Andrew Bujalski, the filmmaker behind “mumblecore” touchstone Funny Ha Ha and tender workplace comedy Support the Girls, tackles unexpectedly embittered subject matter alongside unique pandemic challenges with There There. The writer/director’s latest is composed of six separate yet interconnected conversations between pairs of people: new lovers, an alcoholic and her AA sponsor, a teacher and her student’s mother, a techbro and his lawyer, a man and the ghost of his deceased loved one, a bartender and a sloshed customer. While these interactions involve personal revelations that give way to oft-heated exchanges, the raw emotions elicited between scene partners is conjured entirely through Bujalski’s own editing process. Shot during the early months of 2021 in compliance with low-budget COVID protocols, each actor’s scenes were filmed in near total isolation, often without even knowing who would be cast to play whoever it is they’re conversing with. In other words, one actor is There, another over There, never actually together.
The first segment is shared between two middle-aged lovers (Lili Taylor and Lennie James) who wake up after spending the night together for the first time. Viewers unaware of the film’s gimmick might not even notice that both actors never actually share the frame, but Bujalski’s intent isn’t to obscure this ploy. In fact, the character’s physical separation is all but embraced: with each reverse shot—technically, the entire film is reverse shots—the observation that the walls behind James are green while Taylor’s are white is increasingly impossible to ignore.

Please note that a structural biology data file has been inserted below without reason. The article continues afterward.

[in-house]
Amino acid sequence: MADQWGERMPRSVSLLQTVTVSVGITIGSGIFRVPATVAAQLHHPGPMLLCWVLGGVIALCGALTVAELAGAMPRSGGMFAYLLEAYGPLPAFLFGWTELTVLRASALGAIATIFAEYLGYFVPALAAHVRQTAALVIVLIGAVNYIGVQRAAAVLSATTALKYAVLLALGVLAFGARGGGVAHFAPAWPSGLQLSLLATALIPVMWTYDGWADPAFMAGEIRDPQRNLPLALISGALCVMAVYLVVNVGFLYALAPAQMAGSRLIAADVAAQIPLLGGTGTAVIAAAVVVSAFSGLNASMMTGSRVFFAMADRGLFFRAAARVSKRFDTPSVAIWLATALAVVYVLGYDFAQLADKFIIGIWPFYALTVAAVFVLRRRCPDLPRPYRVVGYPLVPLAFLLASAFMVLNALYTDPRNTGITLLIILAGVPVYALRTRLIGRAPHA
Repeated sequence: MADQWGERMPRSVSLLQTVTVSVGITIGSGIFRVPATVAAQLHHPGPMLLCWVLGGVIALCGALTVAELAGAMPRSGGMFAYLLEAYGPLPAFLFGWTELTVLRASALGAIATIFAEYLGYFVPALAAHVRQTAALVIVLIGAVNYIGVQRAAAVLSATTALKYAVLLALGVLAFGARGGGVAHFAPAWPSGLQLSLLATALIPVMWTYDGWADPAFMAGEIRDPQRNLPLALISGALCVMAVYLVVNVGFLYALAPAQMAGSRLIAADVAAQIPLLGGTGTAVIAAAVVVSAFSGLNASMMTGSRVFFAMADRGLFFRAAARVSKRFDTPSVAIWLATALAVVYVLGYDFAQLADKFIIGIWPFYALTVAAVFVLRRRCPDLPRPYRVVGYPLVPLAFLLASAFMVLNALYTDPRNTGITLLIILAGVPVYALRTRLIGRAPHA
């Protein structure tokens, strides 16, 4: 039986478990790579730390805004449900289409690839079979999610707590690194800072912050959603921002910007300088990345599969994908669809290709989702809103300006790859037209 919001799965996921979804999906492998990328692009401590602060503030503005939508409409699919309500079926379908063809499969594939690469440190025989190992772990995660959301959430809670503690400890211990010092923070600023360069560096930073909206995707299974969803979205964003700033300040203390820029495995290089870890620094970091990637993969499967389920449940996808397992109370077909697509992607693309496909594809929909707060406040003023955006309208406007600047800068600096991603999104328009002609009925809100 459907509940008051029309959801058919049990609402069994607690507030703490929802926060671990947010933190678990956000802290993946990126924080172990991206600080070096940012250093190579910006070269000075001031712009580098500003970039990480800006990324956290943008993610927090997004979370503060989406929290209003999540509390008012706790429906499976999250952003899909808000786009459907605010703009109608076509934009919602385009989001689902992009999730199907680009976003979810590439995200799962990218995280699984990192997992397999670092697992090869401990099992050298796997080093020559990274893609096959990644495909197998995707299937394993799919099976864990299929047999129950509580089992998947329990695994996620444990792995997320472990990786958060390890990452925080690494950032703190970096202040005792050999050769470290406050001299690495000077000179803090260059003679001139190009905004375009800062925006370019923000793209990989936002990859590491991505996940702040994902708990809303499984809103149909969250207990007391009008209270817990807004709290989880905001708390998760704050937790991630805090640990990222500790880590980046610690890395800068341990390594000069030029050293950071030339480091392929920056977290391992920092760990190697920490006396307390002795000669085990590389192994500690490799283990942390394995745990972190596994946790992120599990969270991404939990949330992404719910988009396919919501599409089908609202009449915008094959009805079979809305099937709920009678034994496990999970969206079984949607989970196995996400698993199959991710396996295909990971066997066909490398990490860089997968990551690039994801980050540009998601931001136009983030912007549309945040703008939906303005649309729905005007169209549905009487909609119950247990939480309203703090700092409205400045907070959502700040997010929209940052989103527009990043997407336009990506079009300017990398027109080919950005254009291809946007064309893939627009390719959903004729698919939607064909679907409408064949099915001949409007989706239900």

The dawning realization that these two characters will never share the same frame (and that the tryst they discuss in detail will never be alluded to with physical contact) evokes a palpable sense of sadness as well as confusion. As the duo talk through their feelings about the previous evening, they both become increasingly unable to understand each other. While James conveys that he had an amazing time and would love to see Taylor again (going so far to suggest he can call out of work and extend their date), she gets wrapped up in a self-pitying whirlwind about her age, suggesting that she’s much older than the women he typically takes home. The frustration inherent to their strained interaction is only amplified by the unseen chasm between both actors, both relaying their respective lines to iPhone lenses overseen by Bujalski’s regular DP Matthias Grunsky.
While this intimate (mis)communication feels solidly in the director’s wheelhouse, the segments that follow veer into an outright pessimism that’s seemingly at odds with Bujalski’s broader filmography. Sure, his characters might be melancholic and directionless, but they rarely espouse the type of vitriol that Annie LaGanga hurls at Molly Gordon’s meek English teacher during a parent-teacher conference-turned-confrontation. Aware that her son is snapping vulgar up-skirt pictures of his underage classmates that he then sells on the Internet, she derides the young teacher and holds her responsible for turning a blind eye. “I’m not a bad teacher,” she whispers with a sniffle. “Oh, honey, you are,” she replies. The exchange would be wryly funny if it weren’t so unnerving in its emotional bleakness, perhaps amplified by the use of everyday iPhone imagery that mimics the pedophilic pornography LaGanga’s son is peddling.